So why are you not talking to your customers-patients in experience management?
As I look across the changing healthcare landscape, there is a movement gaining momentum to improve the patient and customer experience. Case studies and published articles are appearing in healthcare on Customer Experience Management (CEM). And don't get me wrong, wonderful improvements are being made. But when I delve into these improvement activities, one common denominator is missing and it concerns me.
If you are engaged in the CEM process correctly, that means you are talking to and listening to your customers or patients. Healthcare providers, such as MD Anderson as well as others, are actively pursuing customer and patient engagement that includes an intense and focused effort to actively talk and listen to their customers and patients. But unfortunately, they are far and few between.
Are you using only one means of gathering customer or patient experience intelligence?
There is no doubt that customer-patient satisfaction is an important outcome and can indicate where there are problems in the experience process. An excellent place to start to ask the question why, using the various tools of six sigma etc., to start the improvement process. Improvements are being made and satisfaction as measured by the various tools used improves, indicating success. No question about it and well documented.
But you are still not talking and listening to your customer-patients?
And I really don't understand why that is occurring.
Customer Experience Management requires that you actively engage in multiple ways to talk and listen to your customers-patients. Using one tool to accomplish that misses the point and you are losing valuable customer feedback. If you are not using multiple methods quantitatively and qualitatively to talk and listen to your customers-patients, you are not doing true Customer or Patient Experience Management.
Could it be potentially that healthcare leadership is by nature imperialistic?
Healthcare imperialism is an attitude derived from years of making decisions without customer or patient feedback. Because of training or knowledge, perceived status or being a not-for-profit whose espoused vision is focused on the community, healthcare providers can be imperialistic in their thinking that they know all or see all. The customer-patient can't possibly understand what we are doing. It's too technically complicated, or they don't have the knowledge and training that we do. We can no longer afford to think that way, and individuals seeking our care will no longer accept an imperialistic attitude.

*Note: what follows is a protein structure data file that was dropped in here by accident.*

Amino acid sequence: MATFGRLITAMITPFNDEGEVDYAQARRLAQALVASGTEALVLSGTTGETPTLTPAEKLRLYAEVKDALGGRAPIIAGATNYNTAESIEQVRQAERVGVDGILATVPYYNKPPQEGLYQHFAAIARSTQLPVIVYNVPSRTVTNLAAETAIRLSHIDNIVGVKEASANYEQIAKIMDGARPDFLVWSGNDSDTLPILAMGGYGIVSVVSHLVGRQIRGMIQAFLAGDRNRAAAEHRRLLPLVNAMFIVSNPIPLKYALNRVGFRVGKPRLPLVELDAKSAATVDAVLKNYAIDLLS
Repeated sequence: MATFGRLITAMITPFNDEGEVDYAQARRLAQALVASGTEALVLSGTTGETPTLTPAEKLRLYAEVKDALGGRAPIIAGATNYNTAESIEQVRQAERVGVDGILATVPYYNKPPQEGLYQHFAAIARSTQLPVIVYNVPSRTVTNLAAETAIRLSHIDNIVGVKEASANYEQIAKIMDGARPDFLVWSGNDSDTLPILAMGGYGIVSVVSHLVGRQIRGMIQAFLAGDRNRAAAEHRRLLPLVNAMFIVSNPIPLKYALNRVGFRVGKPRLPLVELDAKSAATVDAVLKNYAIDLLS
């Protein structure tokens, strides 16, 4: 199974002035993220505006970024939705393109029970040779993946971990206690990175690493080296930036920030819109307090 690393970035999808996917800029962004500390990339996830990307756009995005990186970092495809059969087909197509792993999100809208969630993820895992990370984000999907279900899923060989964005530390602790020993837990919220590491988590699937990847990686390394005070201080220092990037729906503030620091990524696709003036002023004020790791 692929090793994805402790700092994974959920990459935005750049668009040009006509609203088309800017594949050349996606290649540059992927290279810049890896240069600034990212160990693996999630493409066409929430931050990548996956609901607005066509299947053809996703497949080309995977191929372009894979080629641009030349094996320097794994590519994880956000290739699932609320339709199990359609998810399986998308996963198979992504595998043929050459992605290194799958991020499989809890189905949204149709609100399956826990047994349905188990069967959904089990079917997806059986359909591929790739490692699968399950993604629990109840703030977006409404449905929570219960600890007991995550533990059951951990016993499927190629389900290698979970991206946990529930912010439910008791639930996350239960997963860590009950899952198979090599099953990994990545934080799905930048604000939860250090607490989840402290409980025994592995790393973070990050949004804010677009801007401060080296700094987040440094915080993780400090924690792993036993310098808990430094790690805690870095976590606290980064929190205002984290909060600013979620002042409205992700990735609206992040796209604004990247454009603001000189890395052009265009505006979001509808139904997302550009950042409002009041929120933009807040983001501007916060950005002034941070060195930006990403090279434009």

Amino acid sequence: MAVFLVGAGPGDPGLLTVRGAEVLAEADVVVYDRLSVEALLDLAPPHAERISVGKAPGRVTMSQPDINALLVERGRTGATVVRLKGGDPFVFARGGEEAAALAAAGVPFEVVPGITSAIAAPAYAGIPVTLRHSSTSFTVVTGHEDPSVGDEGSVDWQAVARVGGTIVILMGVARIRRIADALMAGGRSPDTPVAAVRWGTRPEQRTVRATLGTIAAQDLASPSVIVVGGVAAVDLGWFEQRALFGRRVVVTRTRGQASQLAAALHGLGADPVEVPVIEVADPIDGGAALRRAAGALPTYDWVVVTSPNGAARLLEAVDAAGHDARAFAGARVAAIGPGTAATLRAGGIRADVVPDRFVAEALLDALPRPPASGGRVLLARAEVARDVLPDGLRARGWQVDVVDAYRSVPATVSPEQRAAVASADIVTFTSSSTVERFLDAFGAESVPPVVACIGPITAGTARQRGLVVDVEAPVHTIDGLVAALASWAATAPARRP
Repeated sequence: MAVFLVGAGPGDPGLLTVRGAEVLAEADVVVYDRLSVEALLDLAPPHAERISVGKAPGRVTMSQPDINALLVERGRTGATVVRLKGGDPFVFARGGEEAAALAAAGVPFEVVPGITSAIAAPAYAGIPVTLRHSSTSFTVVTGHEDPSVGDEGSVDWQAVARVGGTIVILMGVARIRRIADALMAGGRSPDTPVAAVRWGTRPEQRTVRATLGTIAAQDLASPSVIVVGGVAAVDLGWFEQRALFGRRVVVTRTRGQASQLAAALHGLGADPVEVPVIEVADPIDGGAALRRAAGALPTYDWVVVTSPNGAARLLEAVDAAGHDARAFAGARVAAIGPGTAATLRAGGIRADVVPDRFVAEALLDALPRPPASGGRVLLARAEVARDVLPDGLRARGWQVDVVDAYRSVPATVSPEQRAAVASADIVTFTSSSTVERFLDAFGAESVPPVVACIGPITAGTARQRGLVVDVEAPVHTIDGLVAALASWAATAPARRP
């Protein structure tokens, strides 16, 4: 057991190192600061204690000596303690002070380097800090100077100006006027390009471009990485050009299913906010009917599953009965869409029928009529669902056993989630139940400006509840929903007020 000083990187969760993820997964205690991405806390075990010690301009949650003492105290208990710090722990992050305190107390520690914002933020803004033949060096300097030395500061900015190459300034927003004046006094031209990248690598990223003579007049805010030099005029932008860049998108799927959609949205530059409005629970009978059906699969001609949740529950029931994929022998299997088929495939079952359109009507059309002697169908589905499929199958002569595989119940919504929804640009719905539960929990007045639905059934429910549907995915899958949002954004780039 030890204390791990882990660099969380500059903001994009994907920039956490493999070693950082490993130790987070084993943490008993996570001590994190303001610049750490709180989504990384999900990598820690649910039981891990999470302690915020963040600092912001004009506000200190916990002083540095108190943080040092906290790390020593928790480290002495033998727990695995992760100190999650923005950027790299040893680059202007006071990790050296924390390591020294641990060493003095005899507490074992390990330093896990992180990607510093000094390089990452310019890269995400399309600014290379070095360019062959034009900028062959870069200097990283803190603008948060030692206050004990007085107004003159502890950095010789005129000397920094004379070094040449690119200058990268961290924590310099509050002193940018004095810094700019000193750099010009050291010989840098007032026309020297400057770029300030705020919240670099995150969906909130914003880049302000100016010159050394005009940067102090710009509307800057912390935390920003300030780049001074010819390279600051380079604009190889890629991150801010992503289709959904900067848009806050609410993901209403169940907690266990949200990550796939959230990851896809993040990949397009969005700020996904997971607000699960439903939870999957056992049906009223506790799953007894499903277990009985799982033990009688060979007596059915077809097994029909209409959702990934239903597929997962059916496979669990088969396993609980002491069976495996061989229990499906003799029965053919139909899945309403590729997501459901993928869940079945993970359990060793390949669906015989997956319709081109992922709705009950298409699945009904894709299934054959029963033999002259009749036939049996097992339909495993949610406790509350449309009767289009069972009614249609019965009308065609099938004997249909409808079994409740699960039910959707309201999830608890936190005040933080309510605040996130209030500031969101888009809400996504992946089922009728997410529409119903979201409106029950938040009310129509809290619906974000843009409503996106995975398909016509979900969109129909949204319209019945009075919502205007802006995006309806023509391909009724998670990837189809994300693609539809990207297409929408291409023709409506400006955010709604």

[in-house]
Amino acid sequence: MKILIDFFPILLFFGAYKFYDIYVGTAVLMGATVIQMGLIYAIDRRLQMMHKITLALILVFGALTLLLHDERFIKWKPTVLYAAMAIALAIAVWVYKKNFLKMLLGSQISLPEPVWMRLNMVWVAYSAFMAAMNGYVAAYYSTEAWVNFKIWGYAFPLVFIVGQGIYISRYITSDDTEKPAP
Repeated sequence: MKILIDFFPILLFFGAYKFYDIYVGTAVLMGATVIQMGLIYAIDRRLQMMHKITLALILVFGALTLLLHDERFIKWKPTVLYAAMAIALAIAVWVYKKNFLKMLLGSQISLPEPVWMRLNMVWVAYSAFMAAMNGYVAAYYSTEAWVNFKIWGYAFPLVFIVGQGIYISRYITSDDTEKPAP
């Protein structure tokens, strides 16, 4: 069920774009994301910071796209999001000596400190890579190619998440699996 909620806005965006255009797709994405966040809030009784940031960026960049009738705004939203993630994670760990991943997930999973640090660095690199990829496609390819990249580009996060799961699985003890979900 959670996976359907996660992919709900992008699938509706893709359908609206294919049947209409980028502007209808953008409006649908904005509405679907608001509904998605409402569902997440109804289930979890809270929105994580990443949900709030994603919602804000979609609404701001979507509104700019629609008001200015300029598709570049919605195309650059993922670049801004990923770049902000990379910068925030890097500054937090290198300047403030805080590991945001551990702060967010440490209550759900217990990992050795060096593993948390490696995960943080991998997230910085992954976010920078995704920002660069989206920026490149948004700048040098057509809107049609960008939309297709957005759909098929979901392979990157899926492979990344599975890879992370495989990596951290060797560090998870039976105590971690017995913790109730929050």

Maybe it's because we are afraid of the answers we might get?
Asking your customers-patients about their experiences, needs and desires can be a scary proposition. Even so, as we move inextricably to a consumer-driven healthcare model and less of a healthcare provider-dominated model, talking and listening carefully are skills that need to be developed.
Take a step back.
Evaluate why you're afraid to talk to your customers and make those internal changes that will allow you to seek out open and honest feedback beyond satisfaction. Customer or Patient Experience Management is not easy and there are no shortcuts. Experience Management forces you, if done correctly, to potentially face some uncomfortable truths about your healthcare organization. It will also give you those shinning moments of organizational success to build upon.
To survive you need to get the process of Customer or Patient Experience Management right the first time. Hospital volumes and admission are down and are not coming back to previous levels of utilization. People are finding high-quality, low-cost, well known established brand options to traditional healthcare providers to receive care. Once those purchase patterns are established they are very difficult to break.
Time to start asking the questions you never really wanted an answer too. And listening to those answers.
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Michael Krivich is a senior healthcare marketing executive and internationally followed healthcare marketing blogger read daily in over 20 countries around the world. A Fellow, American College of Healthcare Executives as well as a Professional Certified Marketer, American Marketing Association, he can be reached at firstname.lastname@example.org or 815-293-147. Areas of expertise include: brand management; strategic marketing; sales and marketing integration; physician marketing; product launch; start-up launch and revenue growth; tactical market planning; customer experience management; rebuilding and revitalizing marketing operations; media relations; and service line revitalizations. Mike is Huthwaite SPIN selling trained and a Miller Heiman Strategic Selling alumni.